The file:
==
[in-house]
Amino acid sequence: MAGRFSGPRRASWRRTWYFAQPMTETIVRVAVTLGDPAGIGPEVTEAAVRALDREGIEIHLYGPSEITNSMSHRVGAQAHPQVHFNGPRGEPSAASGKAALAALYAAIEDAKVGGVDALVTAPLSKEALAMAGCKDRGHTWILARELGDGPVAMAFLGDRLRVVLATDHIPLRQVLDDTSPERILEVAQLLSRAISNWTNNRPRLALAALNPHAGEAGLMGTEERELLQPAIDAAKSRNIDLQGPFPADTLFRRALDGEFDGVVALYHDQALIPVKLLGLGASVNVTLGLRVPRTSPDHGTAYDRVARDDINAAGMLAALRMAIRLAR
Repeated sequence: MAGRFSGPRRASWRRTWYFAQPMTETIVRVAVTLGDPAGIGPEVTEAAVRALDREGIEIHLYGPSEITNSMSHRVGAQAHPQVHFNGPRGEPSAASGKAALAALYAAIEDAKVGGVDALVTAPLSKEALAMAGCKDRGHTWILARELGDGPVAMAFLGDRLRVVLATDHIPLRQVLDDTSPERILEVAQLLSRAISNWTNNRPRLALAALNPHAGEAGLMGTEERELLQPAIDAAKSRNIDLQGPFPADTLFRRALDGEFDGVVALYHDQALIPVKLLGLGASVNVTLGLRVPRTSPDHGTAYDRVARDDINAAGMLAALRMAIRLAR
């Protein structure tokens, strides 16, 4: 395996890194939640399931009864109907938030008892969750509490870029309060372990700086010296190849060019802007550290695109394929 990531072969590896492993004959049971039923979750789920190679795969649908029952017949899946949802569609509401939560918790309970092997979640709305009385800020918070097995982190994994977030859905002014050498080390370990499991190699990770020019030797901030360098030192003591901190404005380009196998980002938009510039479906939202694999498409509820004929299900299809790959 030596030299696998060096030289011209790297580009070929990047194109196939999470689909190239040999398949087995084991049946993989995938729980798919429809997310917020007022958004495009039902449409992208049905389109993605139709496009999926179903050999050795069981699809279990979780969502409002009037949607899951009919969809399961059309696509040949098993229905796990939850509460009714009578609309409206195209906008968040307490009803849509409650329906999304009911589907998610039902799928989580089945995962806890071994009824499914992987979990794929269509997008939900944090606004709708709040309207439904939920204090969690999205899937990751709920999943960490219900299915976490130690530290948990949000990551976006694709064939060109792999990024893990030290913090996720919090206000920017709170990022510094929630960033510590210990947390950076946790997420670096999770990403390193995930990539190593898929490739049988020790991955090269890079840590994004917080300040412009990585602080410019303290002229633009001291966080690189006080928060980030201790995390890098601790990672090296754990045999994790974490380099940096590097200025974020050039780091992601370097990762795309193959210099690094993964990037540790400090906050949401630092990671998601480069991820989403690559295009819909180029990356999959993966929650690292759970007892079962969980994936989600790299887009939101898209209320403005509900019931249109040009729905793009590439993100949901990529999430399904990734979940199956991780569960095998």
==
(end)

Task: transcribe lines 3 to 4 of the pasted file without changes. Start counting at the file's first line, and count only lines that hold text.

Repeated sequence: MAGRFSGPRRASWRRTWYFAQPMTETIVRVAVTLGDPAGIGPEVTEAAVRALDREGIEIHLYGPSEITNSMSHRVGAQAHPQVHFNGPRGEPSAASGKAALAALYAAIEDAKVGGVDALVTAPLSKEALAMAGCKDRGHTWILARELGDGPVAMAFLGDRLRVVLATDHIPLRQVLDDTSPERILEVAQLLSRAISNWTNNRPRLALAALNPHAGEAGLMGTEERELLQPAIDAAKSRNIDLQGPFPADTLFRRALDGEFDGVVALYHDQALIPVKLLGLGASVNVTLGLRVPRTSPDHGTAYDRVARDDINAAGMLAALRMAIRLAR
């Protein structure tokens, strides 16, 4: 395996890194939640399931009864109907938030008892969750509490870029309060372990700086010296190849060019802007550290695109394929 990531072969590896492993004959049971039923979750789920190679795969649908029952017949899946949802569609509401939560918790309970092997979640709305009385800020918070097995982190994994977030859905002014050498080390370990499991190699990770020019030797901030360098030192003591901190404005380009196998980002938009510039479906939202694999498409509820004929299900299809790959 030596030299696998060096030289011209790297580009070929990047194109196939999470689909190239040999398949087995084991049946993989995938729980798919429809997310917020007022958004495009039902449409992208049905389109993605139709496009999926179903050999050795069981699809279990979780969502409002009037949607899951009919969809399961059309696509040949098993229905796990939850509460009714009578609309409206195209906008968040307490009803849509409650329906999304009911589907998610039902799928989580089945995962806890071994009824499914992987979990794929269509997008939900944090606004709708709040309207439904939920204090969690999205899937990751709920999943960490219900299915976490130690530290948990949000990551976006694709064939060109792999990024893990030290913090996720919090206000920017709170990022510094929630960033510590210990947390950076946790997420670096999770990403390193995930990539190593898929490739049988020790991955090269890079840590994004917080300040412009990585602080410019303290002229633009001291966080690189006080928060980030201790995390890098601790990672090296754990045999994790974490380099940096590097200025974020050039780091992601370097990762795309193959210099690094993964990037540790400090906050949401630092990671998601480069991820989403690559295009819909180029990356999959993966929650690292759970007892079962969980994936989600790299887009939101898209209320403005509900019931249109040009729905793009590439993100949901990529999430399904990734979940199956991780569960095998």